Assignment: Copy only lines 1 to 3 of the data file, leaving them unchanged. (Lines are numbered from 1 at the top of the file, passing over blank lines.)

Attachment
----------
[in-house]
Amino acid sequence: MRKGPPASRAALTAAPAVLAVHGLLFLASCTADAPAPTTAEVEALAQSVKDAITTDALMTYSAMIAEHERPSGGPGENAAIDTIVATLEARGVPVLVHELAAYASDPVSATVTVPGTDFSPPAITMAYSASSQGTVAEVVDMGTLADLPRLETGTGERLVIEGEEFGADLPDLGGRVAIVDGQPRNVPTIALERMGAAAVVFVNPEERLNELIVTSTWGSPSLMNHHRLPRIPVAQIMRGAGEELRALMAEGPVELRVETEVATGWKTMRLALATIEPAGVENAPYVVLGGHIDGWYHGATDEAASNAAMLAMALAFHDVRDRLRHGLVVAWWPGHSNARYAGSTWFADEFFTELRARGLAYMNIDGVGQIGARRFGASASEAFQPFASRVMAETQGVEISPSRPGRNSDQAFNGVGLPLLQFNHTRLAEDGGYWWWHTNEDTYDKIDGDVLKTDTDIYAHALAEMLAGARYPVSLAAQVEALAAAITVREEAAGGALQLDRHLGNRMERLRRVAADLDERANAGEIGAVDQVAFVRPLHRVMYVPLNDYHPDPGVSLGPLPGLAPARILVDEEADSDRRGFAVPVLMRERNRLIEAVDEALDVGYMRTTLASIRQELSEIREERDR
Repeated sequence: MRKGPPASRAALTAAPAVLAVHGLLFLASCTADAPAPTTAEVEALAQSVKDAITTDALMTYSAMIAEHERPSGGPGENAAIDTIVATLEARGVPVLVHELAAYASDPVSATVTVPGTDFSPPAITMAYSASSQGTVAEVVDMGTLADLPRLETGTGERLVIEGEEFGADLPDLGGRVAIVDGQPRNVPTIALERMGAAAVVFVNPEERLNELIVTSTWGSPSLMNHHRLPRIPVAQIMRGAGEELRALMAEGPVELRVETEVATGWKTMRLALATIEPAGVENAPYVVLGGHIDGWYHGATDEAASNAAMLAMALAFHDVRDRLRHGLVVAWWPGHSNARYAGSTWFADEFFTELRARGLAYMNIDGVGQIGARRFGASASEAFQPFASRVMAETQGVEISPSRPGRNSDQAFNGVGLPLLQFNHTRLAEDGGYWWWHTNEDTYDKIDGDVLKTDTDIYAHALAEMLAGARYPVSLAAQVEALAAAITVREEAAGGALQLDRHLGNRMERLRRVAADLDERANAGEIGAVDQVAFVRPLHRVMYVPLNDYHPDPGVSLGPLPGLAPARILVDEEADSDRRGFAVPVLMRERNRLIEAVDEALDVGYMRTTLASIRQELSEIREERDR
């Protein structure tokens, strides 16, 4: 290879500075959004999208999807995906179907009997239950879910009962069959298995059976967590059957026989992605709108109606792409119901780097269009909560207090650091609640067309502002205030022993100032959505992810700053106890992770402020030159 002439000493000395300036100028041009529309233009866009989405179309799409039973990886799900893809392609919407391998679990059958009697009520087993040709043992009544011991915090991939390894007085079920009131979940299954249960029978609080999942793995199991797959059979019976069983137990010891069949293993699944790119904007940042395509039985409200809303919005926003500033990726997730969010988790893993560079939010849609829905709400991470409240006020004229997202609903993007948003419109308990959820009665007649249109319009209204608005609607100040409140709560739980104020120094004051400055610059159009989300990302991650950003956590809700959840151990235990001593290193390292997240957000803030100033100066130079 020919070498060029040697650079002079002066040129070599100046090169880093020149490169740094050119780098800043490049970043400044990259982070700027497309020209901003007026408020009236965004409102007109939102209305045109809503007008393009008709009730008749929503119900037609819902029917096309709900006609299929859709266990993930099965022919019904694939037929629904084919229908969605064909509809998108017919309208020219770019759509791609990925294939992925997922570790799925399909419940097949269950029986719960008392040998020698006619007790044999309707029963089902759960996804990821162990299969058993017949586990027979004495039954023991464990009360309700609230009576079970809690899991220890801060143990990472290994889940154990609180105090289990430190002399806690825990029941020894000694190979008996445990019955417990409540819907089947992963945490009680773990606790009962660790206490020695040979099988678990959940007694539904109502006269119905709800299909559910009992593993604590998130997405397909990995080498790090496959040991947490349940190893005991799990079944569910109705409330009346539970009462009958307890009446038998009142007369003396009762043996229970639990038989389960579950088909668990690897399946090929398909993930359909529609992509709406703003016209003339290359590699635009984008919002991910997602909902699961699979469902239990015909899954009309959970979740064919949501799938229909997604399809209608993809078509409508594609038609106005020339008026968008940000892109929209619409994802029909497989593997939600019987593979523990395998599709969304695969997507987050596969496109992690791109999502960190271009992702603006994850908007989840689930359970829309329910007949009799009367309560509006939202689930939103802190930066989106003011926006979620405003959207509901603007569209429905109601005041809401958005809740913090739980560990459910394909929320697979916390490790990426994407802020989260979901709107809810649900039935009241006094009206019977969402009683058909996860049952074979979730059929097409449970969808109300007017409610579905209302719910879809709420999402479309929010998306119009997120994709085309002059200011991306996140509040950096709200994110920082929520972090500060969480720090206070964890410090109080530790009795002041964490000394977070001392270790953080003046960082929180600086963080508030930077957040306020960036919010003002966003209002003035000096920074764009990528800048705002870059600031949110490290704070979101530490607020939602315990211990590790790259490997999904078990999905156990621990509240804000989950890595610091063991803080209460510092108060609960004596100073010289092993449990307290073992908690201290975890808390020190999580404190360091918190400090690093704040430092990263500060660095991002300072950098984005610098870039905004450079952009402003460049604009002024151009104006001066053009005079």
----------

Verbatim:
[in-house]
Amino acid sequence: MRKGPPASRAALTAAPAVLAVHGLLFLASCTADAPAPTTAEVEALAQSVKDAITTDALMTYSAMIAEHERPSGGPGENAAIDTIVATLEARGVPVLVHELAAYASDPVSATVTVPGTDFSPPAITMAYSASSQGTVAEVVDMGTLADLPRLETGTGERLVIEGEEFGADLPDLGGRVAIVDGQPRNVPTIALERMGAAAVVFVNPEERLNELIVTSTWGSPSLMNHHRLPRIPVAQIMRGAGEELRALMAEGPVELRVETEVATGWKTMRLALATIEPAGVENAPYVVLGGHIDGWYHGATDEAASNAAMLAMALAFHDVRDRLRHGLVVAWWPGHSNARYAGSTWFADEFFTELRARGLAYMNIDGVGQIGARRFGASASEAFQPFASRVMAETQGVEISPSRPGRNSDQAFNGVGLPLLQFNHTRLAEDGGYWWWHTNEDTYDKIDGDVLKTDTDIYAHALAEMLAGARYPVSLAAQVEALAAAITVREEAAGGALQLDRHLGNRMERLRRVAADLDERANAGEIGAVDQVAFVRPLHRVMYVPLNDYHPDPGVSLGPLPGLAPARILVDEEADSDRRGFAVPVLMRERNRLIEAVDEALDVGYMRTTLASIRQELSEIREERDR
Repeated sequence: MRKGPPASRAALTAAPAVLAVHGLLFLASCTADAPAPTTAEVEALAQSVKDAITTDALMTYSAMIAEHERPSGGPGENAAIDTIVATLEARGVPVLVHELAAYASDPVSATVTVPGTDFSPPAITMAYSASSQGTVAEVVDMGTLADLPRLETGTGERLVIEGEEFGADLPDLGGRVAIVDGQPRNVPTIALERMGAAAVVFVNPEERLNELIVTSTWGSPSLMNHHRLPRIPVAQIMRGAGEELRALMAEGPVELRVETEVATGWKTMRLALATIEPAGVENAPYVVLGGHIDGWYHGATDEAASNAAMLAMALAFHDVRDRLRHGLVVAWWPGHSNARYAGSTWFADEFFTELRARGLAYMNIDGVGQIGARRFGASASEAFQPFASRVMAETQGVEISPSRPGRNSDQAFNGVGLPLLQFNHTRLAEDGGYWWWHTNEDTYDKIDGDVLKTDTDIYAHALAEMLAGARYPVSLAAQVEALAAAITVREEAAGGALQLDRHLGNRMERLRRVAADLDERANAGEIGAVDQVAFVRPLHRVMYVPLNDYHPDPGVSLGPLPGLAPARILVDEEADSDRRGFAVPVLMRERNRLIEAVDEALDVGYMRTTLASIRQELSEIREERDR